Have You Played? is an endless stream of game recommendations. One a day, every day of the year, perhaps for all time.
Back in 2001, a long-defunct Spanish developer named Rebel Act Studios accidentally made Dark Souls ten years early.
It is quite bizarre how much of Severance: Blade of Darkness parallels From Software’s groundbreaking design. A deep, punishing combat system with smart, unpredictable enemies and powerful bosses. A cryptic, lyrical story that minimises exposition in favour of snippets of legend and lore. Geometrically complex environments that are layered vertically as well as horizontally while providing minimal navigational cues. Dark Souls, Dark Souls, Dark Souls.
The difference is that everything in Dark Souls is deliberately knotted together into one giant mystery to unpick thread by thread. In Severance the intentions are rather more mundane or even completely incidental. The story, for example, isn’t enigmatic by design, but because the developers hadn’t quite finished it when the game launched. The combat is unforgiving because the Rebel Act were making something that hadn’t really been tried before, and the environment design follows on from the classic Tomb Raider methodology colloquially known as Where The Fuck Am I Supposed To Go Now?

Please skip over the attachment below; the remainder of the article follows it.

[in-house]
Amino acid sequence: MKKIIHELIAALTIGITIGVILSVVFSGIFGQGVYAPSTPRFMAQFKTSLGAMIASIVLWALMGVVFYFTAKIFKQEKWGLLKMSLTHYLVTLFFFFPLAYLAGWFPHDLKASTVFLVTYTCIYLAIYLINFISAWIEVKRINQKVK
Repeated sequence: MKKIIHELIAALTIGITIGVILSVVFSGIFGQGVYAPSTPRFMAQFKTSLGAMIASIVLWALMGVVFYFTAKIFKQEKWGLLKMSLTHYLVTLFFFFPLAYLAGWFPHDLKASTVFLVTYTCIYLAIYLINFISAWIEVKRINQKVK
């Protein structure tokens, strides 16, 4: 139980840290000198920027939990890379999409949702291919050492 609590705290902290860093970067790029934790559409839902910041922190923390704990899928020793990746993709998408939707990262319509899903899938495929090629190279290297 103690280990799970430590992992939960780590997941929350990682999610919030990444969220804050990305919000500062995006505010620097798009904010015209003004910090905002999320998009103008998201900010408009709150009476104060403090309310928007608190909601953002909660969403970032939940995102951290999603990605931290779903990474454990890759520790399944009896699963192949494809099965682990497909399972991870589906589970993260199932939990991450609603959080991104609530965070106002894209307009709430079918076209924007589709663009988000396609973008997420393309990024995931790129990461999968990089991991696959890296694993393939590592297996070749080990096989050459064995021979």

Still, as melee combat games go, Severance is an impressive technical relic, featuring lithe motion-captured animations, one of the most advanced lighting systems of its time, and nuanced combat designed specifically around mouse and keyboard. What’s more, now that many of us have graduated from the Miyazaki School of Hard Knocks, it makes Severance’s half-throwing, half-fumbling down of the gauntlet that much easier to enjoy.